“Country, Conscience, And The Anti-Slavery Cause” (1847) performed by Jonathan Majors. Douglass addresses the American Anti-Slavery Society on his return from the British Isles which he found to be more accepting and equitable than his own country.

“What, To The Slave, Is The Fourth Of July?” (1852) performed by Nicole Beharie. Douglass reminds his audience of the continuing enslavement of his people, 76 years after the signing of the Declaration of Independence.

“The Proclamation And A Negro Army” (1863) performed by Colman Domingo. Douglass responds to the Emancipation Proclamation and calls for the Black man to be allowed to fight in the war.

“Lessons Of The Hour” (1894) performed by Jeffrey Wright. Douglass urges America to eliminate prejudice and look to its founding principles.

Frederick Douglass: In Five Speeches premieres on February 23rd at 9 pm/ET on HBO and HBO Max!!

This Just In: HBO Documentary FREDERICK DOUGLASS: IN FIVE SPEECHES Debuts  February 23 - Bell Media
Posted in Feature Spotlight, On The Radar

Happy Founders to the Dynamic Women of Delta Sigma Theta Sorority, Inc.!!

22 Founders of Delta Sigma Theta Sorority, Inc. on the campus of Howard University (Washington, DC)

109 Years Ago today twenty-two college-educated Black women on the campus of Howard University set out to change the world through scholarship, sisterhood, and service!! These Black women were bold, intelligent, innovative, creative, and just simply AMAZING!! I mean one of their first acts of public service was participating in the Women’s Suffrage March in 1913, talk about a proud moment!!

As one of the largest sororities founded in the United States, Delta Sigma Theta Sorority, Inc. continues to blaze the trail sparked and lit by our 22 founders. As an organization we have made our mark in everything from education, politics, the military, social activism, women’s and civil rights, international programming, economic development & job training, housing equity, HIV/AIDS awareness, and SO MUCH MORE!!

I had the privilege and honor of becoming a proud member of this organization almost 19 years ago on the campus of Clark Atlanta University (Shout out to my Pearl Bearing Sigma Chapter Sorors)!! One of the best decisions I ever made!! With each passing year Founders Day becomes more and more special, and reminds me that through my personal and professional life I am making a change!

With a membership of more than 350,000 and over 1,000+ collegiate and alumnae chapters located in the United States, Canada, Japan (Tokyo and Okinawa), Germany, the Virgin Islands, Bermuda, the Bahamas, Jamaica and the Republic of Korea, lets just say Delta Sigma Theta Sorority, Inc. is all about making a global impact!!

So to ALL my Sorors of DST near and far… Happy 109th!!

*To learn more about my wonderful organization check out the following link here!!

Posted in On The Radar

Upcoming Event for Dr. G!!

Check out this upcoming event that Dr. G will be moderating on this Thursday!!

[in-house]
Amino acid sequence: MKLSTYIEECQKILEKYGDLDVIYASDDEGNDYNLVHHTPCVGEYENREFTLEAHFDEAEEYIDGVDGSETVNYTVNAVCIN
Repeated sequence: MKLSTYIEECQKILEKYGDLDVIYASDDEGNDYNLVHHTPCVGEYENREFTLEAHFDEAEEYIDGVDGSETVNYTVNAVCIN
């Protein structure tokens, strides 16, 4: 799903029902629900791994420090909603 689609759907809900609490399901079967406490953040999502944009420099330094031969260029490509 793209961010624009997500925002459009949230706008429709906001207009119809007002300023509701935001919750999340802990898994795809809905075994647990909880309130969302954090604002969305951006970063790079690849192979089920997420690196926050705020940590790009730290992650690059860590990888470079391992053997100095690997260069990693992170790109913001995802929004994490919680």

See the details below:

The Day the Klan Came to Town: A Comic Book Retelling of Community Resistance

November 4, 2021 from 7:00 PM to 9:00 PM

(This will be a hybrid event. You can attend in-person or online.)

Description: Author Bill Campbell and artist Bizhan Khodabandeh discuss their work on the acclaimed new graphic novel, The Day the Klan Came to Town, a fictionalized retelling of a community’s resistance to a violent 1923 march of thousands of Ku Klux Klan members in Carnegie, Pa. Thi Bui, author of The Best We Could Do, describes the book as “A piece of American history in all its ugliness told as an astonishing coming together of misfits to stand up against a common threat. Bill brings an international scope to the history and a concise understanding of politics to the story. Bizhan’s art is dazzling. This is a book for our times.”

The event is free and open to all and will be held in person but will also be live streamed through Zoom. The in-person location will be James Branch Cabell Library, Room 303, 901 Park Ave., Richmond, Va. 23219. Parking is available for a fee in the West Broad StreetWest Main Street and West Cary Street parking decks.

Please register to attend in person or online. For questions or accommodations, please contact the VCU Libraries Events Office at applewhiteec@vcu.edu or (804) 357-7655.

To register, click here

About the book: The year is 1923. The Ku Klux Klan is at the height of its power in the U.S. as membership swells into the millions and they expand beyond their original southern borders. As they continue their campaigns of terror against African Americans, their targets now also include Catholics and Jews, southern and eastern Europeans, all in the name of “white supremacy.” Incorporating messages of moral decency, family values and temperance, the Klan has slapped on a thin veneer of respectability and become a “civic organization,” attracting new members, law enforcement and politicians to their particular brand of white, Anglo-Saxon and Protestant “Americanism.”